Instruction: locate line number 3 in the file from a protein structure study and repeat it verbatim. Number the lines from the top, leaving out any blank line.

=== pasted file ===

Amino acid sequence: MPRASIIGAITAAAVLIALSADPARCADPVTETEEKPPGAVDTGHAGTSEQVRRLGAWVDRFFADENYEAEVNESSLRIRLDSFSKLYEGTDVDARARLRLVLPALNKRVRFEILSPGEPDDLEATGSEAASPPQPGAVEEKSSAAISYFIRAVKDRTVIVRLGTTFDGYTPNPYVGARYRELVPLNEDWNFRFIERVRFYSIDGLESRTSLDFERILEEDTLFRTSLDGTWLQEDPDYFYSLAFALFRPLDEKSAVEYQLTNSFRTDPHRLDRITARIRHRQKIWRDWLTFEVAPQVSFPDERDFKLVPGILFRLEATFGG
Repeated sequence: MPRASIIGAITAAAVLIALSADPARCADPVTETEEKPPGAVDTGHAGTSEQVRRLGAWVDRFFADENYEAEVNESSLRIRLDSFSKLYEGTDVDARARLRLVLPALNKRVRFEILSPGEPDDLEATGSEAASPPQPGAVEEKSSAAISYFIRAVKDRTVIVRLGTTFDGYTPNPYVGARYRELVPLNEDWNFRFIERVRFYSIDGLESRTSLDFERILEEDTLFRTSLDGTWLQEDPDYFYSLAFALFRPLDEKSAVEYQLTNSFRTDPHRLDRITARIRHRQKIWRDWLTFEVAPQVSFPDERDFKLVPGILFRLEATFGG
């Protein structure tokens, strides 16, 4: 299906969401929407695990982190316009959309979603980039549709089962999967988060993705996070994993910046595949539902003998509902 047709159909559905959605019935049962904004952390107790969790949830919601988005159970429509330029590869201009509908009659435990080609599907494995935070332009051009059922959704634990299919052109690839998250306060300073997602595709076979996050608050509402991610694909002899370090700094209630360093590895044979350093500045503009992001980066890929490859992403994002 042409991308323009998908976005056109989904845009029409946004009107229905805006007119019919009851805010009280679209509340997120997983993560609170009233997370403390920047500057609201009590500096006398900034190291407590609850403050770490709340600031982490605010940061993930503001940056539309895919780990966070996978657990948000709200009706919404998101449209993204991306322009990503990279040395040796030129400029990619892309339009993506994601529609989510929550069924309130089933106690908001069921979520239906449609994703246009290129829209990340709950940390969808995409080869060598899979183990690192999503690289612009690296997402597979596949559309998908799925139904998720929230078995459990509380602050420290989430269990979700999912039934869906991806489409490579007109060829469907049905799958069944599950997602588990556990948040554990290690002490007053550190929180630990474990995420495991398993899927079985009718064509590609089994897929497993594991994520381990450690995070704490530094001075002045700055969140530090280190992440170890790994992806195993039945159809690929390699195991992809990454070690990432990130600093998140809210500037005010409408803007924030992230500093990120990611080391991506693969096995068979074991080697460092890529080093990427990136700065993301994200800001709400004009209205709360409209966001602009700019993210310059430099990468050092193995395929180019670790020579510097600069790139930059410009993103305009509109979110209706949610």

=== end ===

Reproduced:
């Protein structure tokens, strides 16, 4: 299906969401929407695990982190316009959309979603980039549709089962999967988060993705996070994993910046595949539902003998509902 047709159909559905959605019935049962904004952390107790969790949830919601988005159970429509330029590869201009509908009659435990080609599907494995935070332009051009059922959704634990299919052109690839998250306060300073997602595709076979996050608050509402991610694909002899370090700094209630360093590895044979350093500045503009992001980066890929490859992403994002 042409991308323009998908976005056109989904845009029409946004009107229905805006007119019919009851805010009280679209509340997120997983993560609170009233997370403390920047500057609201009590500096006398900034190291407590609850403050770490709340600031982490605010940061993930503001940056539309895919780990966070996978657990948000709200009706919404998101449209993204991306322009990503990279040395040796030129400029990619892309339009993506994601529609989510929550069924309130089933106690908001069921979520239906449609994703246009290129829209990340709950940390969808995409080869060598899979183990690192999503690289612009690296997402597979596949559309998908799925139904998720929230078995459990509380602050420290989430269990979700999912039934869906991806489409490579007109060829469907049905799958069944599950997602588990556990948040554990290690002490007053550190929180630990474990995420495991398993899927079985009718064509590609089994897929497993594991994520381990450690995070704490530094001075002045700055969140530090280190992440170890790994992806195993039945159809690929390699195991992809990454070690990432990130600093998140809210500037005010409408803007924030992230500093990120990611080391991506693969096995068979074991080697460092890529080093990427990136700065993301994200800001709400004009209205709360409209966001602009700019993210310059430099990468050092193995395929180019670790020579510097600069790139930059410009993103305009509109979110209706949610």